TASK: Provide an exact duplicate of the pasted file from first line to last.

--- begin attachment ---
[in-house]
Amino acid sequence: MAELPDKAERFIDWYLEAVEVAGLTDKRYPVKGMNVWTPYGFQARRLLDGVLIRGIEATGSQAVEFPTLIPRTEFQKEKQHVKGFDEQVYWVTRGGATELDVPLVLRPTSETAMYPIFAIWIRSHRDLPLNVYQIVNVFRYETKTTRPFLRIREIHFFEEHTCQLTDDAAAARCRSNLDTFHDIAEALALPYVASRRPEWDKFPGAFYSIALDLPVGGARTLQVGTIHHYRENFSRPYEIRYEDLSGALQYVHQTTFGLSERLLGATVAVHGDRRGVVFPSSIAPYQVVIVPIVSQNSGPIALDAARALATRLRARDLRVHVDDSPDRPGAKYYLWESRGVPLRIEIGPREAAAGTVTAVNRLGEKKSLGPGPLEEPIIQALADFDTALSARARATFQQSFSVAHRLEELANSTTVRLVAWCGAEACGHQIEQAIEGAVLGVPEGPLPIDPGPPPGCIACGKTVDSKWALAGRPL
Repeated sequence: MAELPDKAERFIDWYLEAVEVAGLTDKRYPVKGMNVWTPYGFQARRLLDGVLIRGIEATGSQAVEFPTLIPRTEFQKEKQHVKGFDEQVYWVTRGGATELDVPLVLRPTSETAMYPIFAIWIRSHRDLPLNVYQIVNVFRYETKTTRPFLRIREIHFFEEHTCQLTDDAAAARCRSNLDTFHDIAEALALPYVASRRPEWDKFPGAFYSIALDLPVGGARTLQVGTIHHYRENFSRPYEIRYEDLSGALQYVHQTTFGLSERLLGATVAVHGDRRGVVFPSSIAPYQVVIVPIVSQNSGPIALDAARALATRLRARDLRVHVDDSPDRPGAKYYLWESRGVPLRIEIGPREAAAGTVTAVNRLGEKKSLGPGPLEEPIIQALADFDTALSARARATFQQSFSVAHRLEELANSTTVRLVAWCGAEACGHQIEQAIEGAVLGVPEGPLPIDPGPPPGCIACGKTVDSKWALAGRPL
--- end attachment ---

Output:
[in-house]
Amino acid sequence: MAELPDKAERFIDWYLEAVEVAGLTDKRYPVKGMNVWTPYGFQARRLLDGVLIRGIEATGSQAVEFPTLIPRTEFQKEKQHVKGFDEQVYWVTRGGATELDVPLVLRPTSETAMYPIFAIWIRSHRDLPLNVYQIVNVFRYETKTTRPFLRIREIHFFEEHTCQLTDDAAAARCRSNLDTFHDIAEALALPYVASRRPEWDKFPGAFYSIALDLPVGGARTLQVGTIHHYRENFSRPYEIRYEDLSGALQYVHQTTFGLSERLLGATVAVHGDRRGVVFPSSIAPYQVVIVPIVSQNSGPIALDAARALATRLRARDLRVHVDDSPDRPGAKYYLWESRGVPLRIEIGPREAAAGTVTAVNRLGEKKSLGPGPLEEPIIQALADFDTALSARARATFQQSFSVAHRLEELANSTTVRLVAWCGAEACGHQIEQAIEGAVLGVPEGPLPIDPGPPPGCIACGKTVDSKWALAGRPL
Repeated sequence: MAELPDKAERFIDWYLEAVEVAGLTDKRYPVKGMNVWTPYGFQARRLLDGVLIRGIEATGSQAVEFPTLIPRTEFQKEKQHVKGFDEQVYWVTRGGATELDVPLVLRPTSETAMYPIFAIWIRSHRDLPLNVYQIVNVFRYETKTTRPFLRIREIHFFEEHTCQLTDDAAAARCRSNLDTFHDIAEALALPYVASRRPEWDKFPGAFYSIALDLPVGGARTLQVGTIHHYRENFSRPYEIRYEDLSGALQYVHQTTFGLSERLLGATVAVHGDRRGVVFPSSIAPYQVVIVPIVSQNSGPIALDAARALATRLRARDLRVHVDDSPDRPGAKYYLWESRGVPLRIEIGPREAAAGTVTAVNRLGEKKSLGPGPLEEPIIQALADFDTALSARARATFQQSFSVAHRLEELANSTTVRLVAWCGAEACGHQIEQAIEGAVLGVPEGPLPIDPGPPPGCIACGKTVDSKWALAGRPL